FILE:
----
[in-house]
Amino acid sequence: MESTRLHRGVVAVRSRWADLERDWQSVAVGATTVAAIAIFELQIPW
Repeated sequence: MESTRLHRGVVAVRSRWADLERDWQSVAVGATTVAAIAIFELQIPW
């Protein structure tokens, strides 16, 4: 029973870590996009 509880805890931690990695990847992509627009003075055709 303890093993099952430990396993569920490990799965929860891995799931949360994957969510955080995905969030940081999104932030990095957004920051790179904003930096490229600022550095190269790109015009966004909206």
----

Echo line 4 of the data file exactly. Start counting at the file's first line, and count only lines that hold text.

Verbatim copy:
């Protein structure tokens, strides 16, 4: 029973870590996009 509880805890931690990695990847992509627009003075055709 303890093993099952430990396993569920490990799965929860891995799931949360994957969510955080995905969030940081999104932030990095957004920051790179904003930096490229600022550095190269790109015009966004909206």